Mr. Ken recommended this video.  Enjoy!

 

 

 

 

 

Greek Tragedy

I went to the hand doctor today. I can’t believe it’s been more than two months since they rebuilt my thumb joint. I am progressing nicely and should be back to throwing pots by February. Which is good because I pretty much sold all of the pottery I brought to Handmade for the Holidays, and a nice amount of the jewelry too.

So I haven’t been doing too much making lately. I am hoping that will change soon.

I leave you with a story.

I walked into the living room where my husband was watching a movie called Troy the Odyssey. I noticed the cheap vinyl piping on the actors’ costumes that was supposed to pass for Greek warrior gear. I commented that it must not be a very good movie.

My husband replied that the movie was so tragically bad that it could only have been written by Sophocles.

“Sophocles?” I asked, Didn’t he write plays? ”

“He wrote Oedipus,” my husband responded.

“And Antigone,” I added, remembering my Greek tragedies.

“He did write Antigone,” my husband informed me. And the great tragedy there was that she never wrote back.”

My Studio Then and Now

Libby Mills ran a series on her blog a few years ago called Studio Snapshot and she was kind enough to feature my workspace in one of her posts.  I thought it would be fun to do a then and now post of my space.

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Then

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Now

A little neater. now, don’t you think?  I have to confess that one of the reasons it’s so orderly is because I am not in the middle of any projects now, because I am recovering from hand surgery and because I have been cleaning.   Our boiler and water heater entered into a mutual suicide pact last week which necessitated replacing them both with this new gizmo.  Which necessitated drilling through the foundation.  Which created lots of dust.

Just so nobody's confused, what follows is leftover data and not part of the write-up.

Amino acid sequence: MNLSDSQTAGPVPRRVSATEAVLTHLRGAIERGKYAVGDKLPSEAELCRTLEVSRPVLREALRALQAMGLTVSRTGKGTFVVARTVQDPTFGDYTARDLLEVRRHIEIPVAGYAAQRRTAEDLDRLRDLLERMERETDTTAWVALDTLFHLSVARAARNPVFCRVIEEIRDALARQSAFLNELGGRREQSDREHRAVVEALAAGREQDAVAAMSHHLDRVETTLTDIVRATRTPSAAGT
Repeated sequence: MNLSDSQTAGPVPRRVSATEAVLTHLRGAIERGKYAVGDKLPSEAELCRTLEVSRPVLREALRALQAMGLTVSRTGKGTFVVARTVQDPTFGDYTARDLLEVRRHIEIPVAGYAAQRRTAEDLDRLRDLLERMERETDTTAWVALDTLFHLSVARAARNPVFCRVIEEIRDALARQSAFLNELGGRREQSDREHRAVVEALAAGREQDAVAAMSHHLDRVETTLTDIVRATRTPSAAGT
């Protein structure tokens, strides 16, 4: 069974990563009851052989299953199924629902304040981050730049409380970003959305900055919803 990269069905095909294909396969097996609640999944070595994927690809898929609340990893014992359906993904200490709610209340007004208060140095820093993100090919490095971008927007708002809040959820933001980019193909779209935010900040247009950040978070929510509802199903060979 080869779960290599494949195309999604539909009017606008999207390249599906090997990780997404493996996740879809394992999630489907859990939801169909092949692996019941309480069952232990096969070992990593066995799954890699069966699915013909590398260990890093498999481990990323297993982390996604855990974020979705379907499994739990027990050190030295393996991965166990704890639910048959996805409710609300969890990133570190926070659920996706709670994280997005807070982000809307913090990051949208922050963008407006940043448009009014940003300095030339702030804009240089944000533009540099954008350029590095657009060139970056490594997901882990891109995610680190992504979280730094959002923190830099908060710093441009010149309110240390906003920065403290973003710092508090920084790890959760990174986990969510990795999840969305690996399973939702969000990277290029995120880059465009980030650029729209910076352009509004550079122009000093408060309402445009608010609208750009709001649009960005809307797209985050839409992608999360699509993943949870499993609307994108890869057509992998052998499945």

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The New Gizmo

New Gizmo does not need to use the chimney as it is vented out the side of the house, and the workshop is so clean is because I have been steam cleaning the fine layer of dust off of everything.

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Chimney opening

This means I can move my kiln and my polymer oven to the back basement, install a ventilation system  like this one that will blow out the chimney, and gain some space in the front basement.    I do not plan to add anything else to the front basement because I like the idea of having more room to stretch,  something I did not always have. But I will have to have some electrical work done in the back so I can run my kiln, oven, and ventilation system there.  I haven’t done any lamp working for a few years but I have worked with bronze metal clay, porcelain clay, and have done some glass fusing.

 

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Pretty Cluttered

I have donated all but my very favorite beads ( which leaves quite a lot of them) and have installed new lighting in the work space.  And I have gotten rid of a TON of supples, paints, fabric, glues, found objects, old tools, metal and more to good homes.

I replaced all my old furniture with Ikea Helmer cabinets and Linmon table tops  When I like about this is when you want to move supplies, you can simply switch drawers. Everything fits! And everything’s on wheels which makes it doubly convenient.  You can move things around without a lot of fuss.

 

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I still have my old watchmaking bench but I use it for display and to hold supplies

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When your space is as small as mine, something has to go every time you bring something new in.  I snagged this cabinet for $5.00 at a house sale.  I am still deciding what to toss.

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I don’t think I will ever have enough hammers though.

 

Home Organizing Tips and My Old Camera

I spent today cleaning out old paperwork and files that were taking up precious space in my small home.   I work fast.  I am not one to get sentimental about old tax returns or even the copy of my marriage license that I found buried in a file.  And I didn’t find any pictures to take me back to my (not so) wild youth.  No cat pictures either (except a blurry Polaroid of my Bridge Kitty Pooky sitting by our old rowing machine.  I don’t know why I kept it.)